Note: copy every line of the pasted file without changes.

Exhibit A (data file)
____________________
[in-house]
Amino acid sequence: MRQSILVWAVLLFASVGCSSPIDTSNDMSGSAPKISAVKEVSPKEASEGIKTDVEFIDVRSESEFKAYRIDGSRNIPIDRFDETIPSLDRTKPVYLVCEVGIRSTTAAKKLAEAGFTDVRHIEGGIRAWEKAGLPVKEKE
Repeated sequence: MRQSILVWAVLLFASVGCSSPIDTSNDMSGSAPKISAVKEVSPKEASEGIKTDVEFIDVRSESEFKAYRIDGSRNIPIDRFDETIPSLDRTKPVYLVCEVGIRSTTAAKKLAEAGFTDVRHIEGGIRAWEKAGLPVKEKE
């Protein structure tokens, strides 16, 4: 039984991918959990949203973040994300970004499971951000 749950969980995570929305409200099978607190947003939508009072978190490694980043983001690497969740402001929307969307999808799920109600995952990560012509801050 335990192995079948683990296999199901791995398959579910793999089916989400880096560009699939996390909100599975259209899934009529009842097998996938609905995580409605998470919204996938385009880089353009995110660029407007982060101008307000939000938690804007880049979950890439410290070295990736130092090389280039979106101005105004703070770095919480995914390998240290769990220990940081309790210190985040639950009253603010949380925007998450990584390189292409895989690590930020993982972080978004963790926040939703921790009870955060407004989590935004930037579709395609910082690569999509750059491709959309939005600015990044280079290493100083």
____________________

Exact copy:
[in-house]
Amino acid sequence: MRQSILVWAVLLFASVGCSSPIDTSNDMSGSAPKISAVKEVSPKEASEGIKTDVEFIDVRSESEFKAYRIDGSRNIPIDRFDETIPSLDRTKPVYLVCEVGIRSTTAAKKLAEAGFTDVRHIEGGIRAWEKAGLPVKEKE
Repeated sequence: MRQSILVWAVLLFASVGCSSPIDTSNDMSGSAPKISAVKEVSPKEASEGIKTDVEFIDVRSESEFKAYRIDGSRNIPIDRFDETIPSLDRTKPVYLVCEVGIRSTTAAKKLAEAGFTDVRHIEGGIRAWEKAGLPVKEKE
């Protein structure tokens, strides 16, 4: 039984991918959990949203973040994300970004499971951000 749950969980995570929305409200099978607190947003939508009072978190490694980043983001690497969740402001929307969307999808799920109600995952990560012509801050 335990192995079948683990296999199901791995398959579910793999089916989400880096560009699939996390909100599975259209899934009529009842097998996938609905995580409605998470919204996938385009880089353009995110660029407007982060101008307000939000938690804007880049979950890439410290070295990736130092090389280039979106101005105004703070770095919480995914390998240290769990220990940081309790210190985040639950009253603010949380925007998450990584390189292409895989690590930020993982972080978004963790926040939703921790009870955060407004989590935004930037579709395609910082690569999509750059491709959309939005600015990044280079290493100083």